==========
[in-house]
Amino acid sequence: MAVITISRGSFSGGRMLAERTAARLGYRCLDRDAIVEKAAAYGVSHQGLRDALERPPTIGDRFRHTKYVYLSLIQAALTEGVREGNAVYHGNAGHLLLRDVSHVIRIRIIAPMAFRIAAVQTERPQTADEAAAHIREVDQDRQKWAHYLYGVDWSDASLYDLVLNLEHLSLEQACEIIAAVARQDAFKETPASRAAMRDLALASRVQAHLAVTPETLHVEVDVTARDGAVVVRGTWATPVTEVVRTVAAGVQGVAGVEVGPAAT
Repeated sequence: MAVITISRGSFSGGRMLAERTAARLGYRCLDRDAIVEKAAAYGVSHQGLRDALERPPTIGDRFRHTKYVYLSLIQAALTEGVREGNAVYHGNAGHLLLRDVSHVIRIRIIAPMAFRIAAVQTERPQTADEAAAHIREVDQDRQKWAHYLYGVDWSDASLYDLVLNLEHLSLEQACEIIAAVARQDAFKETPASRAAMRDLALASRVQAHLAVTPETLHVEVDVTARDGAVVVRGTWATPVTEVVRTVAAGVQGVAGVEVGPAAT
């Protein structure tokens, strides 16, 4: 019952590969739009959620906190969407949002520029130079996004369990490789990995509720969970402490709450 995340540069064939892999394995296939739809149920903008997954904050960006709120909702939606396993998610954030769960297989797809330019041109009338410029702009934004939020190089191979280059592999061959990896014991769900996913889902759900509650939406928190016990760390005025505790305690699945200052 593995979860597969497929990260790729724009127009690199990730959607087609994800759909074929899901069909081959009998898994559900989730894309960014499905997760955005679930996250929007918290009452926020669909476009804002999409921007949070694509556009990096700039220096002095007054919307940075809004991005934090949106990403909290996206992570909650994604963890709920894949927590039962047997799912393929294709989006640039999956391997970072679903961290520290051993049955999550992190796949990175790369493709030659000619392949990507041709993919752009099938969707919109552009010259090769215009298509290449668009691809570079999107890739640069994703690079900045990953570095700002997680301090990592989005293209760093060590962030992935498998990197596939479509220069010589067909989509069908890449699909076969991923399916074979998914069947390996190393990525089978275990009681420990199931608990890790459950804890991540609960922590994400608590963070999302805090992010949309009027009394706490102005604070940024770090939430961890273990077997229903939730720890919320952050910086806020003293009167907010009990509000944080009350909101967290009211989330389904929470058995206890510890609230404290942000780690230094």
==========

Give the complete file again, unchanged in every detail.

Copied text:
[in-house]
Amino acid sequence: MAVITISRGSFSGGRMLAERTAARLGYRCLDRDAIVEKAAAYGVSHQGLRDALERPPTIGDRFRHTKYVYLSLIQAALTEGVREGNAVYHGNAGHLLLRDVSHVIRIRIIAPMAFRIAAVQTERPQTADEAAAHIREVDQDRQKWAHYLYGVDWSDASLYDLVLNLEHLSLEQACEIIAAVARQDAFKETPASRAAMRDLALASRVQAHLAVTPETLHVEVDVTARDGAVVVRGTWATPVTEVVRTVAAGVQGVAGVEVGPAAT
Repeated sequence: MAVITISRGSFSGGRMLAERTAARLGYRCLDRDAIVEKAAAYGVSHQGLRDALERPPTIGDRFRHTKYVYLSLIQAALTEGVREGNAVYHGNAGHLLLRDVSHVIRIRIIAPMAFRIAAVQTERPQTADEAAAHIREVDQDRQKWAHYLYGVDWSDASLYDLVLNLEHLSLEQACEIIAAVARQDAFKETPASRAAMRDLALASRVQAHLAVTPETLHVEVDVTARDGAVVVRGTWATPVTEVVRTVAAGVQGVAGVEVGPAAT
């Protein structure tokens, strides 16, 4: 019952590969739009959620906190969407949002520029130079996004369990490789990995509720969970402490709450 995340540069064939892999394995296939739809149920903008997954904050960006709120909702939606396993998610954030769960297989797809330019041109009338410029702009934004939020190089191979280059592999061959990896014991769900996913889902759900509650939406928190016990760390005025505790305690699945200052 593995979860597969497929990260790729724009127009690199990730959607087609994800759909074929899901069909081959009998898994559900989730894309960014499905997760955005679930996250929007918290009452926020669909476009804002999409921007949070694509556009990096700039220096002095007054919307940075809004991005934090949106990403909290996206992570909650994604963890709920894949927590039962047997799912393929294709989006640039999956391997970072679903961290520290051993049955999550992190796949990175790369493709030659000619392949990507041709993919752009099938969707919109552009010259090769215009298509290449668009691809570079999107890739640069994703690079900045990953570095700002997680301090990592989005293209760093060590962030992935498998990197596939479509220069010589067909989509069908890449699909076969991923399916074979998914069947390996190393990525089978275990009681420990199931608990890790459950804890991540609960922590994400608590963070999302805090992010949309009027009394706490102005604070940024770090939430961890273990077997229903939730720890919320952050910086806020003293009167907010009990509000944080009350909101967290009211989330389904929470058995206890510890609230404290942000780690230094």